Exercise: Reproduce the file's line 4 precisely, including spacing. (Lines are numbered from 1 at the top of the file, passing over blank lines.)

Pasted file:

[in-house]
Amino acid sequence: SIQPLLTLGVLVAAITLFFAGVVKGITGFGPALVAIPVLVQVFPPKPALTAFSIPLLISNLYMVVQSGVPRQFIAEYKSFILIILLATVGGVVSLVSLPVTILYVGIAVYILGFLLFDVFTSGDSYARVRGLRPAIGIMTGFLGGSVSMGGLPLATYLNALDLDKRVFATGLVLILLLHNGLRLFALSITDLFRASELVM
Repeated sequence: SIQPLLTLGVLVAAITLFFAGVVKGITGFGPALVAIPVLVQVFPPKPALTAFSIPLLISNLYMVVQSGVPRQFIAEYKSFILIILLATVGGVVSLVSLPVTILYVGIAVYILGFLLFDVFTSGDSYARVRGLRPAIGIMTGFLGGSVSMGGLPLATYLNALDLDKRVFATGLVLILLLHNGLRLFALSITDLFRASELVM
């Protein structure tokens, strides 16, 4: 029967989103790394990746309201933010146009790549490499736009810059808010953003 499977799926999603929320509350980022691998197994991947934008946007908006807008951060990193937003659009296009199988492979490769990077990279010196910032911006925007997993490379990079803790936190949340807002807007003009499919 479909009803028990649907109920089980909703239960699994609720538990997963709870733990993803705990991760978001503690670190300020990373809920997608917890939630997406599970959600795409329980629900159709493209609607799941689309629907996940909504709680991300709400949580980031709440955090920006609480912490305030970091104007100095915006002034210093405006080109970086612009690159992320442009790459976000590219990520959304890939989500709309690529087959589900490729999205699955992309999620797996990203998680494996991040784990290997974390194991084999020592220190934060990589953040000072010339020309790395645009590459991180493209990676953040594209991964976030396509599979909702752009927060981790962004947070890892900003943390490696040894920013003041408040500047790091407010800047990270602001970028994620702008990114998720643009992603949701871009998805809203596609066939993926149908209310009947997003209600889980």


């Protein structure tokens, strides 16, 4: 029967989103790394990746309201933010146009790549490499736009810059808010953003 499977799926999603929320509350980022691998197994991947934008946007908006807008951060990193937003659009296009199988492979490769990077990279010196910032911006925007997993490379990079803790936190949340807002807007003009499919 479909009803028990649907109920089980909703239960699994609720538990997963709870733990993803705990991760978001503690670190300020990373809920997608917890939630997406599970959600795409329980629900159709493209609607799941689309629907996940909504709680991300709400949580980031709440955090920006609480912490305030970091104007100095915006002034210093405006080109970086612009690159992320442009790459976000590219990520959304890939989500709309690529087959589900490729999205699955992309999620797996990203998680494996991040784990290997974390194991084999020592220190934060990589953040000072010339020309790395645009590459991180493209990676953040594209991964976030396509599979909702752009927060981790962004947070890892900003943390490696040894920013003041408040500047790091407010800047990270602001970028994620702008990114998720643009992603949701871009998805809203596609066939993926149908209310009947997003209600889980």